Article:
Data Mining For Dummies
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Data mining is the way that ordinary businesspeople use a range of data analysis techniques to uncover useful information from data and put that information into practical use. Data miners don’t fuss over theory and assumptions. They validate their discoveries by testing. And they understand that things change, so when the discovery that worked like a charm yesterday doesn’t hold up today, they adapt.

The 9 laws of data mining: a reference guide

Pioneering data miner Thomas Khabaza developed his “Nine Laws of Data Mining” to guide new data miners as they get down to work. This reference guide shows you what each of these laws means to your everyday work.

  • 1st Law of Data Mining, or “Business Goals Law”: Business objectives are the origin of every data mining solution.

    A data miner is someone who discovers useful information from data to support specific business goals. Data mining isn’t defined by the tool you use.

  • 2nd Law of Data Mining, or “Business Knowledge Law”: Business Knowledge is central to every step of the data mining process.

    You don’t have to be a fancy statistician to do data mining, but you do have to know something about what the data signifies and how the business works.

  • 3rd Law of Data Mining or “Data Preparation Law”: Data preparation is more than half of every data mining process.

    Pretty much every data miner will spend more time on data preparation than on analysis.

  • 4th Law of Data Mining, or “No Free Lunch for the Data Miner”: The right model for a given application can only be discovered by experiment.

    In data mining, models are selected through trial and error.

  • 5th Law of Data Mining: There are always patterns in the data.

    As a data miner, you explore data in search of useful patterns. Understanding patterns in the data enables you to influence what happens in the future.

  • 6th Law of Data Mining, or “Insight Law”: Data mining amplifies perception in the business domain.

    Data mining methods enable you to understand your business better than you could have done without them.

  • 7th Law of Data Mining or “Prediction Law”: Prediction increases information locally by generalization.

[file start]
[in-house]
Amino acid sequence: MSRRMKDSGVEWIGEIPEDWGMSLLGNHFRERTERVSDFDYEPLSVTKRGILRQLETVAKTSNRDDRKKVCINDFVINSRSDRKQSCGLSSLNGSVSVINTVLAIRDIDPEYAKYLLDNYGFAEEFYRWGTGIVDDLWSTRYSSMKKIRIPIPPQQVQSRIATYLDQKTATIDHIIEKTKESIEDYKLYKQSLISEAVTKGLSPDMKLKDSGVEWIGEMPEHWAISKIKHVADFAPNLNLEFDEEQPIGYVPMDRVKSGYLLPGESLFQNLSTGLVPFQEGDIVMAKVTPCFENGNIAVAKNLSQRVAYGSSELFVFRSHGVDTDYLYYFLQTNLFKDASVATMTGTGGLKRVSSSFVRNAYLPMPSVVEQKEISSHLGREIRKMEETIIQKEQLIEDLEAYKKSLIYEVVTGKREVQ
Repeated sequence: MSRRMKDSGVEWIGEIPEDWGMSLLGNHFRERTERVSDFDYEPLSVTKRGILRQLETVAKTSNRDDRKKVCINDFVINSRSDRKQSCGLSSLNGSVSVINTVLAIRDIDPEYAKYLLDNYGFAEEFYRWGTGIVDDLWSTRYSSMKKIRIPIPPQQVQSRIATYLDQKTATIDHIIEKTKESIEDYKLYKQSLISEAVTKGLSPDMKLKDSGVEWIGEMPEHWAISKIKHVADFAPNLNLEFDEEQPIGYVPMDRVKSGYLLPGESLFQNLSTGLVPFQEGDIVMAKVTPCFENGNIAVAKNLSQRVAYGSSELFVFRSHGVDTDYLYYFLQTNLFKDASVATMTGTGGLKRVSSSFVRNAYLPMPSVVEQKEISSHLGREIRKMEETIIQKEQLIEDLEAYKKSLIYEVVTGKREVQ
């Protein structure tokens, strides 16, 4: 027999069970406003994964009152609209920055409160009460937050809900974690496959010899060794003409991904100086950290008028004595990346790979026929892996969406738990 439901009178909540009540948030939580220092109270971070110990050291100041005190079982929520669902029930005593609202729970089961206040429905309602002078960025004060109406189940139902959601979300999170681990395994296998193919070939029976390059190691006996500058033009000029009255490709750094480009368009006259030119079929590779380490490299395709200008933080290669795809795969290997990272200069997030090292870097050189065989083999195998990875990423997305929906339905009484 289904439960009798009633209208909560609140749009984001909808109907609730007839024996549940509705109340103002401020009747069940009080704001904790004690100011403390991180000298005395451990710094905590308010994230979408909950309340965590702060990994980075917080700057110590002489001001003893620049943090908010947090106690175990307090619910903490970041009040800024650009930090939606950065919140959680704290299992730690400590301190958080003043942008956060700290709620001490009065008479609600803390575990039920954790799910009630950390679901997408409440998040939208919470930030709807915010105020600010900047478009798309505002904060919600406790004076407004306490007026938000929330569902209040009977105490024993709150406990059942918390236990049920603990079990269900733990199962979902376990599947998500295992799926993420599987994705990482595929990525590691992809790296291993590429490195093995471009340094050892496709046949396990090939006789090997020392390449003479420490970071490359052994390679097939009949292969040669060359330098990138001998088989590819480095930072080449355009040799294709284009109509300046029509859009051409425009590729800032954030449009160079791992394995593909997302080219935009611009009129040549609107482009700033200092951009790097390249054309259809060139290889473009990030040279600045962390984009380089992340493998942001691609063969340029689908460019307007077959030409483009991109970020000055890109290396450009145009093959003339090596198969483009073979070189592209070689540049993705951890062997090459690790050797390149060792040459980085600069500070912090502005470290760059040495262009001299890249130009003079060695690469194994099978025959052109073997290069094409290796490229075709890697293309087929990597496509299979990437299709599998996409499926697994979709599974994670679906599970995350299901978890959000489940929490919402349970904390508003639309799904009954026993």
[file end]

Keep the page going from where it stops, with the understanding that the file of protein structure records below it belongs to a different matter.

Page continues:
Data mining helps us use what we know to make better predictions (or estimates) of things we don’t know.

  • 8th Law of Data Mining, or “Value Law”: The value of data mining results is not determined by the accuracy or stability of predictive models.

    Your model must produce good predictions, consistently. That’s it.

  • 9th Law of Data Mining, or “Law of Change”: All patterns are subject to change.

    Any model that gives you great predictions today may be useless tomorrow.

Phases of the data mining process

The Cross-Industry Standard Process for Data Mining (CRISP-DM) is the dominant data-mining process framework. It’s an open standard; anyone may use it. The following list describes the various phases of the process.

  • Business understanding: Get a clear understanding of the problem you’re out to solve, how it impacts your organization, and your goals for addressing it. Tasks in this phase include:

    • Identifying your business goals

    • Assessing your situation

    • Defining your data mining goals

    • Producing your project plan

  • Data understanding: Review the data that you have, document it, identify data management and data quality issues. Tasks for this phase include:

    • Gathering data

    • Describing

    • Exploring

    • Verifying quality

  • Data preparation: Get your data ready to use for modeling. Tasks for this phase include:

    • Selecting data

    • Cleaning data

    • Constructing

    • Integrating

    • Formatting

  • Modeling: Use mathematical techniques to identify patterns within your data. Tasks for this phase include:

    • Selecting techniques

    • Designing tests

    • Building models

    • Assessing models

  • Evaluation: Review the patterns you have discovered and assess their potential for business use. Tasks for this phase include:

    • Evaluating results

    • Reviewing the process

    • Determining the next steps

  • Deployment: Put your discoveries to work in everyday business. Tasks for this phase include:

    • Planning deployment (your methods for integrating data mining discoveries into use)

    • Reporting final results

    • Reviewing final results

About This Article

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About the book author:

Meta S. Brown helps organizations use practical data analysis to solve everyday business problems. A hands-on data miner who has tackled projects with up to $900 million at stake, she is a recognized expert in cutting-edge business analytics.

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